6″ x 6″
If you find something you want to paint, don’t bother taking a photo. It’s a waste of time. Instead, settle into a spot and make a nice sketch. You may think that’s the real waste of time, because it definitely takes more time to sketch than even twenty photographs, but there is something about the image you create, the blending of you and your subject upon the paper, the quality of attention a sketch requires. All things that make for better source material than a photograph.
I found these ferns on a hike in De Leon Springs State Park in Florida. My friend Whitney was with me. Whitney is a very patient person. This is important. She waited serenely while I sketched these ferns. Even a little tiny sketch can take some time. Time enough for the mosquitos to find us. Had my son been with me, things might have turned out differently. So on your expeditions be discerning in your companions, and bring bug repellant!
Here, for contrast, is the photo I took of said ferns. I didn’t look at it until just now. That’s because in my experience, painting from a photograph is tricky business. The photograph can rule the painting, like an overbearing advisor leaning over your shoulder, telling you how things should be. A sketch, on the other hand, will have you remembering certain aspects of the object of your attention, and forgetting things that aren’t relevant. There is more imagination at work, and more movement. Photographs can be handy for reference, when used with caution, but I no longer take photographs with the intention of turning them into paintings.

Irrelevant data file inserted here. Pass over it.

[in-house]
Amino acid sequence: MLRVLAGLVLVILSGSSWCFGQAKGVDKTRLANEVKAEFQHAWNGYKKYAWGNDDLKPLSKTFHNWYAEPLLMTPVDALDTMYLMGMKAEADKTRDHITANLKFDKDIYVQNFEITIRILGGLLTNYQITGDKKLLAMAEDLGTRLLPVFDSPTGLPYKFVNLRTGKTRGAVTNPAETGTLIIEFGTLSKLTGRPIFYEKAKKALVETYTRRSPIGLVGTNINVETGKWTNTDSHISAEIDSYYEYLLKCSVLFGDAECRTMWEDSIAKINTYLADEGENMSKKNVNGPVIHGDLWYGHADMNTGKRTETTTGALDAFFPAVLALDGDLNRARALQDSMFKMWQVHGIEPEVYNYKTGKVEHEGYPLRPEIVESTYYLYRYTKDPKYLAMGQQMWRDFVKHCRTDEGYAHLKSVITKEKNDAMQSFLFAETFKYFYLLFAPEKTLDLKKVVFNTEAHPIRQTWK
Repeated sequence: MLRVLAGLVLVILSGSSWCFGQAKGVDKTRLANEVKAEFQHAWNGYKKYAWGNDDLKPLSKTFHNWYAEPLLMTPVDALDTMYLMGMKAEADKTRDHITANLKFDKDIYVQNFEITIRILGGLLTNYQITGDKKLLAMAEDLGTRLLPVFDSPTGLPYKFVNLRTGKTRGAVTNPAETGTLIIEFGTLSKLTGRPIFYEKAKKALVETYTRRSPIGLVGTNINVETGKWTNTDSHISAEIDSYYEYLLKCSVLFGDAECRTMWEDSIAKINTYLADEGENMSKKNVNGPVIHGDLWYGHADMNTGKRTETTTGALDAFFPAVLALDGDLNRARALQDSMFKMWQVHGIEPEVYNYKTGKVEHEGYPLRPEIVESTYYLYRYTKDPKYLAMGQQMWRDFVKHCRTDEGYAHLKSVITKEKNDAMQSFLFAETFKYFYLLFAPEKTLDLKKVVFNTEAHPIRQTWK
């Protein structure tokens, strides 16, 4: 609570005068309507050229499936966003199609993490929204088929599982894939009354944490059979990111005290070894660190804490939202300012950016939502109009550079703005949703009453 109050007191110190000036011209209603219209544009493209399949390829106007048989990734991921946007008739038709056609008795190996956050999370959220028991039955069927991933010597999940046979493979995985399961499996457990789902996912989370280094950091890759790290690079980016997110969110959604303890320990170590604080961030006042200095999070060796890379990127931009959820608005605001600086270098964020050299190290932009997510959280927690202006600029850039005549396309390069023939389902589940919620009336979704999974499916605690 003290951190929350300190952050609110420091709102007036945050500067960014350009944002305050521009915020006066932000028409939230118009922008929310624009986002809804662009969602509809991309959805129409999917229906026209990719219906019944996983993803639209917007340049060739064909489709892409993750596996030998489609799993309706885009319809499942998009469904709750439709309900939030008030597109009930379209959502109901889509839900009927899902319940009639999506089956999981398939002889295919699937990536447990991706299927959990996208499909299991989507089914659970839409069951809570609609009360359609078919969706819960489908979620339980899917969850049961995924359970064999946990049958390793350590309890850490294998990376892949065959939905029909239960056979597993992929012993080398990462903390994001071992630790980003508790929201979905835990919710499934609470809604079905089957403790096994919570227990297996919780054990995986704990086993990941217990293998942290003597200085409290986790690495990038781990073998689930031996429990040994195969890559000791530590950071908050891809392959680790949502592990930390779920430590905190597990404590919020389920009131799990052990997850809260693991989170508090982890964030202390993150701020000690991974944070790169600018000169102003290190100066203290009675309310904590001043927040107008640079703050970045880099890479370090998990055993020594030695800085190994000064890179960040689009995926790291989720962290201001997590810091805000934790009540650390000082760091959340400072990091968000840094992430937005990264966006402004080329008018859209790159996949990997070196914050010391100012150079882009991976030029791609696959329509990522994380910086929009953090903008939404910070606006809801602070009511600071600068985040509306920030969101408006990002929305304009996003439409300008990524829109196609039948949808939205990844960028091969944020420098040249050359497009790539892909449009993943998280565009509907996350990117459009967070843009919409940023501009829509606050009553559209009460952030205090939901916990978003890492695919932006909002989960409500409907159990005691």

There’s something ephemeral and utterly blissful that happens when you become quiet and focus upon something, when you give it your undivided attention. Some aspect of it really does join you on the page. It’s a mystery, but it definitely happens. And it’s definitely worth the time.